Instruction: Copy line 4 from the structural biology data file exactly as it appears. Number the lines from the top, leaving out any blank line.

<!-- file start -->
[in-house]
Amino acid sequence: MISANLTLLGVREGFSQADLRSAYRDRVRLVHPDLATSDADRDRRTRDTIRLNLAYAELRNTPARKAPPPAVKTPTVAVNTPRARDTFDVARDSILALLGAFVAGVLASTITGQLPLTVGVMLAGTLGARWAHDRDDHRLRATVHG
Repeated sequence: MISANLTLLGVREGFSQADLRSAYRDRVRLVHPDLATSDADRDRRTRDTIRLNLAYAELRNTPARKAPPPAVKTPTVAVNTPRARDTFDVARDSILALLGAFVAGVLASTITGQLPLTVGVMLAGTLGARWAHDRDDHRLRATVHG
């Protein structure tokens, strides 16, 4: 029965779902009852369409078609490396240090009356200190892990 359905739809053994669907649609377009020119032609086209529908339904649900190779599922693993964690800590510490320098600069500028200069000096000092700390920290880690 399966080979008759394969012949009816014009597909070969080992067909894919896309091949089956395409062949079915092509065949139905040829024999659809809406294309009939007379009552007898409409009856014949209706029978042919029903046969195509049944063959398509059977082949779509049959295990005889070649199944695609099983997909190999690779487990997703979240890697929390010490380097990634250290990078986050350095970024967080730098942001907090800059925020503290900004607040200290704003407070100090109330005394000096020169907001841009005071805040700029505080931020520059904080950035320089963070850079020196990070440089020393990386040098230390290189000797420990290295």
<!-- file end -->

């Protein structure tokens, strides 16, 4: 029965779902009852369409078609490396240090009356200190892990 359905739809053994669907649609377009020119032609086209529908339904649900190779599922693993964690800590510490320098600069500028200069000096000092700390920290880690 399966080979008759394969012949009816014009597909070969080992067909894919896309091949089956395409062949079915092509065949139905040829024999659809809406294309009939007379009552007898409409009856014949209706029978042919029903046969195509049944063959398509059977082949779509049959295990005889070649199944695609099983997909190999690779487990997703979240890697929390010490380097990634250290990078986050350095970024967080730098942001907090800059925020503290900004607040200290704003407070100090109330005394000096020169907001841009005071805040700029505080931020520059904080950035320089963070850079020196990070440089020393990386040098230390290189000797420990290295």